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Thursday, July 05, 2007

Suck it up

This is a curiously annoying American term, which effectively advises the complainant to accept whatever is happening with good grace. This is the annoying phrase that comes to mind as I watch the grandmother of my children attempt to encourage them to smell a flower. It is very much like the same exchange that I have had endured first hand with my children for many a long year. [translation = no progress on this particular front] The main difference here, is that she is an even more mature woman but has the added impediment of being hard of hearing. The fact that they even give her the time of day, that fact that they tolerate such an unreasonable request, tells me volumes.

I would hasten to add that I have no idea if this is an 'autism' thing or a 'child' thing. For us is it merely the current status quo.

“Come on. You smell. Smell it. It is lovely. You try.” I have absolutely no idea why this is so difficult for them, both of them.

Their bodies are orientated towards her. Their eyes flicker across her face at intervals, no doubt checking for signs of sanity, if not additional advice. Her thick Italian accent still captivates them.

“I am smelling it?” he gasps, eyebrows reaching up to his hair line.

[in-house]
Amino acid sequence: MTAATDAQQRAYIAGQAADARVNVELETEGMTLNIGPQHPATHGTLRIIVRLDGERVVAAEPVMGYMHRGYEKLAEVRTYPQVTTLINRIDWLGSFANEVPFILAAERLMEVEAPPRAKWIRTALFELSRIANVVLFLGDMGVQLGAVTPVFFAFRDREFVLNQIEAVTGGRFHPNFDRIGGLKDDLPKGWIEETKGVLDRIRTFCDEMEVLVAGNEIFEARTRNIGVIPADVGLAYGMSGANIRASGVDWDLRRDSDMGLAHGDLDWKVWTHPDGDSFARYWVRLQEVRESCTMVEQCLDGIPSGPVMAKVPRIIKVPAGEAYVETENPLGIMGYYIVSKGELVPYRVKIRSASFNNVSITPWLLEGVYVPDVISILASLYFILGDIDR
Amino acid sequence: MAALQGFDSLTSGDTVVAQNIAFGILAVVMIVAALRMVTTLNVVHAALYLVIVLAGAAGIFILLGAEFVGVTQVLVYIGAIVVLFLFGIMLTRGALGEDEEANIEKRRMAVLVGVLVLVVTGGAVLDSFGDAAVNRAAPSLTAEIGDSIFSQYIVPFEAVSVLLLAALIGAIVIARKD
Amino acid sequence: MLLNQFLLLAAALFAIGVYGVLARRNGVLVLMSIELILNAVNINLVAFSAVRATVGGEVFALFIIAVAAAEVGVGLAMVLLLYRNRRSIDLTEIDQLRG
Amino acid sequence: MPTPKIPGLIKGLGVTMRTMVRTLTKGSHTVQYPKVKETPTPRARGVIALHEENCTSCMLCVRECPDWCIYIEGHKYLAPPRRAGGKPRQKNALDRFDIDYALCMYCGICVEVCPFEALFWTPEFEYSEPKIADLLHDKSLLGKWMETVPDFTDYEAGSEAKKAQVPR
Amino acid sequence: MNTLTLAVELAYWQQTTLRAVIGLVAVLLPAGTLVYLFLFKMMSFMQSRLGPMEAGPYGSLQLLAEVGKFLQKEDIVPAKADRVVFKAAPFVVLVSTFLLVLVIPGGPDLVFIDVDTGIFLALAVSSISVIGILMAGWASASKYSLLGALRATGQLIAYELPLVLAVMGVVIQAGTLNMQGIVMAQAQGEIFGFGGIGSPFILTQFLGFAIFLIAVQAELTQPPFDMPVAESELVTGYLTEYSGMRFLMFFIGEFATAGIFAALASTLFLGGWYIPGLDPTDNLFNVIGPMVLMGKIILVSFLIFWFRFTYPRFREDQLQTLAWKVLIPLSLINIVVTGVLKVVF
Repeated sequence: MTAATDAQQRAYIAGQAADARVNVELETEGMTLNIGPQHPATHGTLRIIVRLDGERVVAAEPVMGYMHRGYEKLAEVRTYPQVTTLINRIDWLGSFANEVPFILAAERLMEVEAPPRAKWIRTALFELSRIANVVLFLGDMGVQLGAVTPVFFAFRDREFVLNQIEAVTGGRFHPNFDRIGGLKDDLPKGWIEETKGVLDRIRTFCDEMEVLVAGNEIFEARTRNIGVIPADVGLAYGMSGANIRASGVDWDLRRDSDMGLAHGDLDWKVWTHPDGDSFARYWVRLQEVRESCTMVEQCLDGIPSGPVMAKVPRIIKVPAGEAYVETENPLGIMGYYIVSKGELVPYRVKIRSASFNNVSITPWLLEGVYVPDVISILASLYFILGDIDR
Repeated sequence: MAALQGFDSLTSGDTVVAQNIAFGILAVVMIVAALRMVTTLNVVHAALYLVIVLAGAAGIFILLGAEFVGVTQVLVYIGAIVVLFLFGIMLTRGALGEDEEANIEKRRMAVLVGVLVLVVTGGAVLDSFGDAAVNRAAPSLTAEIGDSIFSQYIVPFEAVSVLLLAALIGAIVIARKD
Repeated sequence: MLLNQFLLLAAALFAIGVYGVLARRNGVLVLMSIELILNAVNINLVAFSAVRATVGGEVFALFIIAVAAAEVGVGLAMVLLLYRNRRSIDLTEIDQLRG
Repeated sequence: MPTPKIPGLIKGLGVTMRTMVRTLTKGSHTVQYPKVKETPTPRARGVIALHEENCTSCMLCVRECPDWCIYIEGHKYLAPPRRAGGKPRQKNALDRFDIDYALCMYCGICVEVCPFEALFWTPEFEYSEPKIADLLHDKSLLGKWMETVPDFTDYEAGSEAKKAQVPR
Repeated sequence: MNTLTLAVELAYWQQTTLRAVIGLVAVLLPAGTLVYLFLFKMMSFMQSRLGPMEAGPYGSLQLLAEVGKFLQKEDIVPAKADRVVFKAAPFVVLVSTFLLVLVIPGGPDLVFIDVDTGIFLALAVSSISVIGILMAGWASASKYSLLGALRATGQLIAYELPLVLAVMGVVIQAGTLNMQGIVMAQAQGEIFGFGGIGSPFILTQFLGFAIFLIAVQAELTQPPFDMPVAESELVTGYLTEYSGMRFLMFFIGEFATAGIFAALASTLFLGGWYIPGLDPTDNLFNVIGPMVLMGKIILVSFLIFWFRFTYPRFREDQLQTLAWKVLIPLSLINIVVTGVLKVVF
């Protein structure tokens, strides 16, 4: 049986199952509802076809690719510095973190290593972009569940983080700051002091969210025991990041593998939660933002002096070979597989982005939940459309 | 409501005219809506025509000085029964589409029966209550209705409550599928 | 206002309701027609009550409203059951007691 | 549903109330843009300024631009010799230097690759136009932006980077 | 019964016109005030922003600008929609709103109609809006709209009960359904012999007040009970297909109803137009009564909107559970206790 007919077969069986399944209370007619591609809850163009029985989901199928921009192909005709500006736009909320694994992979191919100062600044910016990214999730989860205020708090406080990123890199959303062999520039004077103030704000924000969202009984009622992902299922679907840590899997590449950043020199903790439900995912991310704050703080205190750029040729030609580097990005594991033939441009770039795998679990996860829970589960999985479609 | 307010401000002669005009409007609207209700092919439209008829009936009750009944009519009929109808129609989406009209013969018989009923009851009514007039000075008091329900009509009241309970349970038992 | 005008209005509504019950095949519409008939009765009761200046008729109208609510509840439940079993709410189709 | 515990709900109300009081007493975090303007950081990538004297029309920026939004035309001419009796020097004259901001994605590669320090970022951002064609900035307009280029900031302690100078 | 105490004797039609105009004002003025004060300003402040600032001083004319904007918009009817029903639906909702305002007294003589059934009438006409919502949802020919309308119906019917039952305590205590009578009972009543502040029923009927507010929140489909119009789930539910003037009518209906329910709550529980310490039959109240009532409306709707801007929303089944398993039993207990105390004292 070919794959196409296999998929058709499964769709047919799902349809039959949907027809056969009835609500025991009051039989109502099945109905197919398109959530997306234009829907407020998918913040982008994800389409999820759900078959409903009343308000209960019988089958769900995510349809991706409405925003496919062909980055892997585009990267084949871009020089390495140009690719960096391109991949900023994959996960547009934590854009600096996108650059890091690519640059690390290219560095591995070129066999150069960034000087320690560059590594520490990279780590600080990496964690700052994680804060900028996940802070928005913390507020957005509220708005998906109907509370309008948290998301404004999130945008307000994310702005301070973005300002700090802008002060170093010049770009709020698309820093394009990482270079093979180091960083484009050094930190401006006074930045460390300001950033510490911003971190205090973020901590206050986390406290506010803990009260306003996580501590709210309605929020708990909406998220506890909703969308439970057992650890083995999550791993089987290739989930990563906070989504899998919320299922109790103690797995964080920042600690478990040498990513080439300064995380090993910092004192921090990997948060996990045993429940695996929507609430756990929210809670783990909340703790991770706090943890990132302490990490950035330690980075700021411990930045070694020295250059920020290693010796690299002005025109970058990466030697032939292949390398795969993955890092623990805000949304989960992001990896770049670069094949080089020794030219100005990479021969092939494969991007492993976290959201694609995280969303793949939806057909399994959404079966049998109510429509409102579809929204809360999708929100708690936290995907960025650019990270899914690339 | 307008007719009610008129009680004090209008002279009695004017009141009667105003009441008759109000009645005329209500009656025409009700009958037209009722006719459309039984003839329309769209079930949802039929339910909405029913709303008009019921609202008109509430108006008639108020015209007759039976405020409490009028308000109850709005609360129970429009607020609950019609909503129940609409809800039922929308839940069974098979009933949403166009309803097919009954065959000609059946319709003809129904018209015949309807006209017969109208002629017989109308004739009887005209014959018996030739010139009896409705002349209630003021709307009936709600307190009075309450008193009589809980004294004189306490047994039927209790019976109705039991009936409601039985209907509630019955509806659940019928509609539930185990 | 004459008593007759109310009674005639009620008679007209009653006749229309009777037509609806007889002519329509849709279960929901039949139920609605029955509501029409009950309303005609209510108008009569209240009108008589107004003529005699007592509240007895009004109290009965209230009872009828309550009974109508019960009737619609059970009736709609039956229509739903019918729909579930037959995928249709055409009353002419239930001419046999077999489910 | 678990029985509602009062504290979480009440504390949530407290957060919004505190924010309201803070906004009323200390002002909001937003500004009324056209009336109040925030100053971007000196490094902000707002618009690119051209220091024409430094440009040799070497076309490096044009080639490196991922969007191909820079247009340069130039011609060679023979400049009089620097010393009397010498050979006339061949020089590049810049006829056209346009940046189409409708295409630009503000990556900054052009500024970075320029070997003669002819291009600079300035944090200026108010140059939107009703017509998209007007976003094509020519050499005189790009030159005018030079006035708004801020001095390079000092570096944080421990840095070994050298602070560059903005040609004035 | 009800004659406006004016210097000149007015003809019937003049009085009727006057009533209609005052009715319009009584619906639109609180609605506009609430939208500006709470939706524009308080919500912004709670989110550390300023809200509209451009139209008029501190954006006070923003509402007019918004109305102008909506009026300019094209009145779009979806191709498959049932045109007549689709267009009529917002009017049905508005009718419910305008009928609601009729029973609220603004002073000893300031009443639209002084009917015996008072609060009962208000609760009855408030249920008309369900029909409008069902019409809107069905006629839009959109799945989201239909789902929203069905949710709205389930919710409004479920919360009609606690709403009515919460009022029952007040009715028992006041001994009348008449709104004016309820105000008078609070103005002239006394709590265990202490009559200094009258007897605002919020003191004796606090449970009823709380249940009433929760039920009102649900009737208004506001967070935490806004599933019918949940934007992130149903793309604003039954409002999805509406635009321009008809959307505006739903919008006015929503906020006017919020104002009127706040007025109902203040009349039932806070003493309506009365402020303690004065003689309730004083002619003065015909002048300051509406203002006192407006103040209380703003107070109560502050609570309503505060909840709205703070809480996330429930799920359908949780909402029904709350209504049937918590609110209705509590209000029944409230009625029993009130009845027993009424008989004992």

“What? I can’t hear you. Say it again.”
“I am smelling it?”
“That’s right. I want you to smell the flower. Here, come closer. Put your nose nearer it so you can smell it.” They shuffle their feet but don’t actually move forward. “Come on, try. It is lovely. You will like it.” She and I both know that flowers are of no current interest to either of the boys. They oblige her only because they love her, a fact that should not be glossed over. Even a year ago they would have been more likely to walk on hot coals, than willingly do anything for anyone.

She coaxes him. He takes a step closer, balances on the toes of one foot, lifts the other leg high behind him, ballerina style to blow his nose in the general direction of the flower.
“No! Not blow, sniff. Sniff it with your nose.”
He repeats the same gesture.
“Why you blow? Sniff it. Sniff it in, not out.”
“What it is ‘out’?”
“What? Say it again, I can’t hear you.”
“You say sniff in not out?” To verbalise something once is an effort. To repeat a question, was unheard of around here. [translation = only 18 months ago]
“Yes, that’s right. If you blow out then your nose cannot smell it. You need to breath in.”
He sucks in mouthfuls of air, goldfish style.
“No. Not with your mouth, with your nose. Your nose.”
“My nose cannot be opening and closing. I can only be doing dat with my mouth.”
“What? Say it again, I can’t hear you.”
“You don’t have to shout. I am not that deaf you know.”
“Oopsie, sorree!”
“What you say?”
“I SAID OOPSIE, SORREE! Oopsie, sorry I shouted.”
“What? Never mind. Sniff for me. Sniff like when you have a cold.”
“I don have a cold.”
“I know you don’t have a cold right now but pretend, sniff with your nose.” He pinches his nostrils together and snorts dry snot.
“Don’t do that, it is dirty. Not out, in, sniff in.” She demonstrates. [translation = models the requested behaiour with great aplomb]
He blows his nose again. She slaps her thighs and laughs. “Can’t they sniff? Why can’t they sniff?” she asks me. She shakes her head and raises a hand to stop me answering what is now a rhetorical question.
Can I offer prizes for the correct answer? A virtual flower perhaps? Any answer? Any insight? A little clue? A hint?

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